The Firsts are better as both cruisers and as racers. They are more robust. They are easier to handle shorthanded. As most of us have been trying to tell you, the 423 and 473 are just not the kinds of boats that are designed to be robust enough to take the kind of wholesale abuse of a circumnavigation.

Respectfully,
Jeff
 

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Just a correction to tarmand: With all due respect, the 423 hull, and rig are designed by Groupe Finot. The structure, construction details and interior were designed in house by Beneteau.

Jeff
 

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Jeff, I don''t claim to be an expert, so no respect is due. However, Finot sure seems to be taking credit (or blame as some may see it) for more than just the hull and rig of the 423 on their website. Please see:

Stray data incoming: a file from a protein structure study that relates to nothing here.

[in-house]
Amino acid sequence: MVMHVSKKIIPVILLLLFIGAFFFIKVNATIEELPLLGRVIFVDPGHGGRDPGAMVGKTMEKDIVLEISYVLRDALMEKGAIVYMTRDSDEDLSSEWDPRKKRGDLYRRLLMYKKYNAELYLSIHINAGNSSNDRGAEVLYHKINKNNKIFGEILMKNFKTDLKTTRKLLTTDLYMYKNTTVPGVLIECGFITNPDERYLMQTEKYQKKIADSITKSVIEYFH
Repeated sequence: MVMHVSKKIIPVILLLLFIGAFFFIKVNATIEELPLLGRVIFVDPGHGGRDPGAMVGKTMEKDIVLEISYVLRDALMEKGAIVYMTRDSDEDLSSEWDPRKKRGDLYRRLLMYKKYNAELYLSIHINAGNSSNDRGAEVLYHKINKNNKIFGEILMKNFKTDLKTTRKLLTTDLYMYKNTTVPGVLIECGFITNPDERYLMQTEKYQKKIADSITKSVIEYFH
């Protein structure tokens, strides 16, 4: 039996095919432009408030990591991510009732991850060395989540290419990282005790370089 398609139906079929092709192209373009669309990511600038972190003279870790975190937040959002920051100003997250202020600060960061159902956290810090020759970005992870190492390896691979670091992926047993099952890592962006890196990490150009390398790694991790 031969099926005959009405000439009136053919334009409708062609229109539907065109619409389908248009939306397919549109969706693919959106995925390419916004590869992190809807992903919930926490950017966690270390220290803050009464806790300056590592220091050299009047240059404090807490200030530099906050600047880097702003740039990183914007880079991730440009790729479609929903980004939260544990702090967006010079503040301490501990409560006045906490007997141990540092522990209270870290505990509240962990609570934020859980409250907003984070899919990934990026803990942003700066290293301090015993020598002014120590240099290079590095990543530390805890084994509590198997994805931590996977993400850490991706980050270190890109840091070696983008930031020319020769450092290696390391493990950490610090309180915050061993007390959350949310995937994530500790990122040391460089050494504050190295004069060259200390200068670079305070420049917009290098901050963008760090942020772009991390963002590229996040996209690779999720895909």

http://www.finot.com/bateaux/batproduction/beneteau/oceanis%20423/oceanis423_ang.htm

P.S. I''d rather not get into a protracted contest over this, but dismissing the 423 as purely an "in house" design seems a little extreme regardless of the mix of Finot and Beneteau.

Peace!
 

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I see what you mean when you visit the link that you provided. My info about who designed what came from a detailed question and answer session that I had with a Beneteau USA person at the Annapolis show before last. We talked in detail about the differences in the design and construction approach on the new Beneteau number series boats vs the new Firsts.

That said I see what you mean about the Finot site.

Jeff